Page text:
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5 Wounds Fitness Group

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Bob Buy Another Round Lyrics

"Don't Get Around Much Anymore" is a jazz standard written by composer Duke Ellington.[1] The song was originally entitled "Never No Lament" and was first recorded by Duke Ellington and his orchestra on May 4, 1940.[2] "Don't Get Around Much Anymore" quickly became a hit after Bob Russell wrote its lyrics in 1942.[3]

bob buy another round lyrics

Two different recordings of "Don't Get Around Much Anymore", one by The Ink Spots and the 1940 instrumental by Ellington's own band,[4] reached No. 1 on the R&B chart in the US in 1943. Both were top-ten pop records, along with a version by Glen Gray. The Duke Ellington version reached No. 8 on the pop chart.[5]

In rap, hip-hop and R&B music, nearly 38% of the tracks mentioned alcohol in some way; 21.8% of country songs and 14.9% of pop hits also explicitly referred to alcohol in their lyrics. Most common were references to tequila, vodka, cognac and champagne in hip-hop, rap and R&B, whereas country and pop music seemed to prefer whiskey and beer. Interestingly, researchers found no references to alcohol in the rock music at the top of the charts.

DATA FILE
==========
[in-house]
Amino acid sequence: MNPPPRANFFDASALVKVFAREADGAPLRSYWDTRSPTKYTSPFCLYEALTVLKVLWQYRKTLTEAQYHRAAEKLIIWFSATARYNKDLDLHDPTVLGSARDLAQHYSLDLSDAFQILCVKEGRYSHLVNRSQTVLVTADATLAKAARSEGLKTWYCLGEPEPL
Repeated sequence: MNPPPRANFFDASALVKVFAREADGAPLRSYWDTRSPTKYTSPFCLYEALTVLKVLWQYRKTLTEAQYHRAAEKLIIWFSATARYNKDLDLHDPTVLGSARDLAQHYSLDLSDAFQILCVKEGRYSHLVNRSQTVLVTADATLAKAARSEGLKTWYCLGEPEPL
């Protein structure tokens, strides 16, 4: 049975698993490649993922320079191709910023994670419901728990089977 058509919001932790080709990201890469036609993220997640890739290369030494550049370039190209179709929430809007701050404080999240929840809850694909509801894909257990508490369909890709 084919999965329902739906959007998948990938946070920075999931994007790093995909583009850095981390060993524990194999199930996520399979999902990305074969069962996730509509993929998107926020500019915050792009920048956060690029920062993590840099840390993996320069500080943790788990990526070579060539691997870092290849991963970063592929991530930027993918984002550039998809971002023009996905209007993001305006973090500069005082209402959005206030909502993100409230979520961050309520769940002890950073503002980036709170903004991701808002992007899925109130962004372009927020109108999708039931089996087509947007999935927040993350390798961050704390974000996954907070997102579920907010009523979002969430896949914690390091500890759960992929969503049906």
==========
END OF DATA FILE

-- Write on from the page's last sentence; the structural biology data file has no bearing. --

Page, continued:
"4th Time Around" (also listed as "Fourth Time Around")[2] is a song by American singer-songwriter Bob Dylan, which was released as the 12th track on his seventh studio album Blonde on Blonde on June 20, 1966. The song was written by Dylan and produced by Bob Johnston. Commentators often interpret it as a parody of the Beatles' 1965 song "Norwegian Wood (This Bird Has Flown)". John Lennon[a] composed "Norwegian Wood" after being influenced by the introspective lyrics of Dylan. Lennon later reflected on his feelings of paranoia when Dylan first played him "4th Time Around".